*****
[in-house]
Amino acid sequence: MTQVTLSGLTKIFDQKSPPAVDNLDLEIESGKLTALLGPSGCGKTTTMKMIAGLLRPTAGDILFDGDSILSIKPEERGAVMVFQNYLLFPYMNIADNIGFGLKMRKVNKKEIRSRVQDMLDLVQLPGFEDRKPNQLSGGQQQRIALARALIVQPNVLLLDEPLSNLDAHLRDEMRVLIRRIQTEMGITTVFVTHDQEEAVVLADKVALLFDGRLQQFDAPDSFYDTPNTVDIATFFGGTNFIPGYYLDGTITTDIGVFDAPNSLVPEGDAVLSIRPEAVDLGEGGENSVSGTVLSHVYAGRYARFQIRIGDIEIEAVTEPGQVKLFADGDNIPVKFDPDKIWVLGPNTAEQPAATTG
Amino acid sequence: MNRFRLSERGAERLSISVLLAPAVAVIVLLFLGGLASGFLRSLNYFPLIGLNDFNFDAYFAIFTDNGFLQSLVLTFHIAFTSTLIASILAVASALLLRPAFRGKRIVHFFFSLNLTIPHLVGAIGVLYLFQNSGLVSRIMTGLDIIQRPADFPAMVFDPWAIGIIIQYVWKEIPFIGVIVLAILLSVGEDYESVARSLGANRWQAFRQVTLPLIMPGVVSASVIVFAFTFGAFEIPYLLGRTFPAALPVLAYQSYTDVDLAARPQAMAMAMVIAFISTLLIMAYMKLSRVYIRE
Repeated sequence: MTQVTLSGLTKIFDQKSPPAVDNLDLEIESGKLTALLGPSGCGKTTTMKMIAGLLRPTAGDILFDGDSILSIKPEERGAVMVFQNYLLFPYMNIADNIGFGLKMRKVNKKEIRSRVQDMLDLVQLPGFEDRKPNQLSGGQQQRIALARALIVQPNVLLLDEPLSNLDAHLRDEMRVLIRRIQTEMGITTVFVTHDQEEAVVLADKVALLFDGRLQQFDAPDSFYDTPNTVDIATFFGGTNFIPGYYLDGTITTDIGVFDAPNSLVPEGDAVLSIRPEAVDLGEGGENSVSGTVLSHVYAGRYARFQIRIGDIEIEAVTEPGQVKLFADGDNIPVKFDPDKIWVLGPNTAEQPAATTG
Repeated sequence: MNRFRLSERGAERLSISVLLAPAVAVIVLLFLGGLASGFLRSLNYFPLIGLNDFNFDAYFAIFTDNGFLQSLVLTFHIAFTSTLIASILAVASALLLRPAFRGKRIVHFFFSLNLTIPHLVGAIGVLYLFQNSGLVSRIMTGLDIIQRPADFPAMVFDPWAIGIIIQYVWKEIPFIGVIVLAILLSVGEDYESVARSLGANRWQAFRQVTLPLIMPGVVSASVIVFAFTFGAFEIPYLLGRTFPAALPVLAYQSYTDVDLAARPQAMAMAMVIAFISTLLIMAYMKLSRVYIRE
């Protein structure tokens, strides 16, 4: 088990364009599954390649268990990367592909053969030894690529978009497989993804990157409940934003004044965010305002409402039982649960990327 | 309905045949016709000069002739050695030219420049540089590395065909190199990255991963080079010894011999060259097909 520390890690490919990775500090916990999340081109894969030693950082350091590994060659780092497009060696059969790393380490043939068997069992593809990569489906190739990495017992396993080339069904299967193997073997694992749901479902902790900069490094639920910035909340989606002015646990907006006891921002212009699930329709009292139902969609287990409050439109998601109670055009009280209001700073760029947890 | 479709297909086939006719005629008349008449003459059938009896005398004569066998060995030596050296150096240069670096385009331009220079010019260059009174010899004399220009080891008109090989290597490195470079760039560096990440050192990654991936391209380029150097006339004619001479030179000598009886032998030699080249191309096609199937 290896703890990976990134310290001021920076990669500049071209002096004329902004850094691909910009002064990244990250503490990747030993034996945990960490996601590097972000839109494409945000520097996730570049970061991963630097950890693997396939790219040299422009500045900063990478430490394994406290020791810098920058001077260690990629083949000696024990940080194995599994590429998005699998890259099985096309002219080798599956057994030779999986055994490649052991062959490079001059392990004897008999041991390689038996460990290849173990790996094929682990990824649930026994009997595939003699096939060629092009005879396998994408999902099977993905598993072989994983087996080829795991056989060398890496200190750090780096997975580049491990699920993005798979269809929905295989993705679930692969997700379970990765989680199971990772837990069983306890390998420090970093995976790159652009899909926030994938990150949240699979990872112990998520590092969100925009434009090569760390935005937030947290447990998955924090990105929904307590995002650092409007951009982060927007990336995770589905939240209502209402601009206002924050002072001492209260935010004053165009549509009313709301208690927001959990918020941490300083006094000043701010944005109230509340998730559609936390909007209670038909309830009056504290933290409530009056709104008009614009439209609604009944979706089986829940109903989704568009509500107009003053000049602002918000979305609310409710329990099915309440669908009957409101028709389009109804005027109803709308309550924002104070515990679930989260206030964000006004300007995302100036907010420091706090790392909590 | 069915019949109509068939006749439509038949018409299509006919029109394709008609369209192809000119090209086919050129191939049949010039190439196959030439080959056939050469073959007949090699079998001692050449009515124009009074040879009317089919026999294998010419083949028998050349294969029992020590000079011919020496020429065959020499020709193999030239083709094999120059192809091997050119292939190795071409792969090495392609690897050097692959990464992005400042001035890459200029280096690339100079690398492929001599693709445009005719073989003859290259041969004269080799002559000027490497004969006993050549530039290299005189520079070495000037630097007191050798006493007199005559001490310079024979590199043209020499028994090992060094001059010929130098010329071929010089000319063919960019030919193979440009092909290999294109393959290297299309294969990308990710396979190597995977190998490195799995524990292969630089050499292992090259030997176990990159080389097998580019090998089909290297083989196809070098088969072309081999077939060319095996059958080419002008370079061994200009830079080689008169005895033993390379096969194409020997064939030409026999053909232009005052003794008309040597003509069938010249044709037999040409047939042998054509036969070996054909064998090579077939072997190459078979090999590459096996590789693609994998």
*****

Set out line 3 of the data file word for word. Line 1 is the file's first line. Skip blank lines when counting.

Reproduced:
Amino acid sequence: MNRFRLSERGAERLSISVLLAPAVAVIVLLFLGGLASGFLRSLNYFPLIGLNDFNFDAYFAIFTDNGFLQSLVLTFHIAFTSTLIASILAVASALLLRPAFRGKRIVHFFFSLNLTIPHLVGAIGVLYLFQNSGLVSRIMTGLDIIQRPADFPAMVFDPWAIGIIIQYVWKEIPFIGVIVLAILLSVGEDYESVARSLGANRWQAFRQVTLPLIMPGVVSASVIVFAFTFGAFEIPYLLGRTFPAALPVLAYQSYTDVDLAARPQAMAMAMVIAFISTLLIMAYMKLSRVYIRE